War of words grows louder
The Centre and the Congress on Saturday backed Karnataka governor HR Bhardwaj’s move to grant sanction to prosecute chief minister BS Yeddyurappa, saying the decision was in accordance with the law.delhi Updated: Jan 23, 2011 00:45 IST
The Centre and the Congress on Saturday backed Karnataka governor HR Bhardwaj’s move to grant sanction to prosecute chief minister BS Yeddyurappa, saying the decision was in accordance with the law.
“If anyone is aggrieved, they have the option to take legal remedies,” was their suggestion to Yeddyurrapa and the BJP. Home minister P Chidambaram said it was not the first time a governor has given his sanction to prosecute a CM or a minister. “The law in this respect is clear and well-settled,” he said in a statement.
Citing the 2004 case of MP Special Police Establishment versus State of Madhya Pradesh (vol. 8 SCC page 788), Chidambaram said then governor of Madhya Pradesh, Bhai Mahavir overruled the Cabinet’s advice and granted sanction to prosecute two ministers. A five-Judge bench of the SC later upheld the governor’s order.
He also drew the BJP’s attention to Karnataka Lokayukta Justice Santosh Hegde’s statement in which he observed the governor had the jurisdiction to grant sanction for prosecution.
Echoing his views, law minister Veerappa Moily said the BJP by opposing the decision was defending corruption.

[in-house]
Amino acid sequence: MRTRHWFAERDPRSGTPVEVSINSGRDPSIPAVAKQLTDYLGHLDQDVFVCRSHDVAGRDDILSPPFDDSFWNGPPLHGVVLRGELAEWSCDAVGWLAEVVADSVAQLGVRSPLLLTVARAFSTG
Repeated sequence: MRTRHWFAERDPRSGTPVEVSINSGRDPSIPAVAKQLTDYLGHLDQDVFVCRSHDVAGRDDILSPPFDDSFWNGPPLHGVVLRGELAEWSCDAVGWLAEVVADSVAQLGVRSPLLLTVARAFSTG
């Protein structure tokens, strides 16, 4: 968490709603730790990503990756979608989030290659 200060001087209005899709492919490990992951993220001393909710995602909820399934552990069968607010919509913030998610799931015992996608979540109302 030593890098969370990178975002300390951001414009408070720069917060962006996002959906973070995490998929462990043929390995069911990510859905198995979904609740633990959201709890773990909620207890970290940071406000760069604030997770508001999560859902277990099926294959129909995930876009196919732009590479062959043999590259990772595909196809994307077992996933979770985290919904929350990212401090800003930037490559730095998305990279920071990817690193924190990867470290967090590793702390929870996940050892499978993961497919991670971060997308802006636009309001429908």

“Everyone is equal before law. Governor has full authority to sanction prosecution of a chief minister who does not enjoy immunity. Everything is on record about corruption and nepotism (of Yeddyurappa) and even BJP had asked him to quit,” he said in Mumbai.
The Congress said there was “absolutely no need” for the BJP to indulge in political blame-game. “The power which the Constitution entrusts to the governor, has been exercised and the remedy, if any, is court redressal and not political allegation or deliberate breakdown in law and order, by the BJP, for the BJP in a BJP ruled state,” spokesperson Abhishek Singhvi said.
The Supreme Court has settled that the law of the land is that the governor can sanction prosecution of chief ministers and ministers as per his discretion.
In 1982, the Maharashtra governor gave sanction to prosecute AR Antulay for acts he had committed as chief minister. He had resigned as CM by the time the sanction came, but the governor had acted on his own in the absence of any advice from the council of ministers.
In September 1998, Madhya Pradesh governor Bhai Mahavir — a BJP man — sanctioned the prosecution of two Congress ministers who were indicted by the state Lok Ayukta. The allegation was that they illegally released seven acres of land, lawfully acquired by the Indore Development Authority, to its previous owners. The case went to Supreme Court, which in 2004 held that the governor had the right to do so. Justice Santosh Hegde — current Karnataka Lok Ayukta — was on that SC bench which held that a governor can act on his own, in “those rare occasions where… the decision of Council of Ministers is shown to be irrational and based on non-consideration of relevant factor.”
In June 1997, Bihar governor AR Kidwai sanctioned prosecution of CM Lalu Prasad and 55 others in cases related to the fodder scam. Besides Lalu, ministers Bhola Ram Toofani and Vidya Sagar Nishad, union minister CP Verma and former CM Jagannath Mishra were prosecuted. In this instance, the CBI had already investigated the case and chargesheet was ready.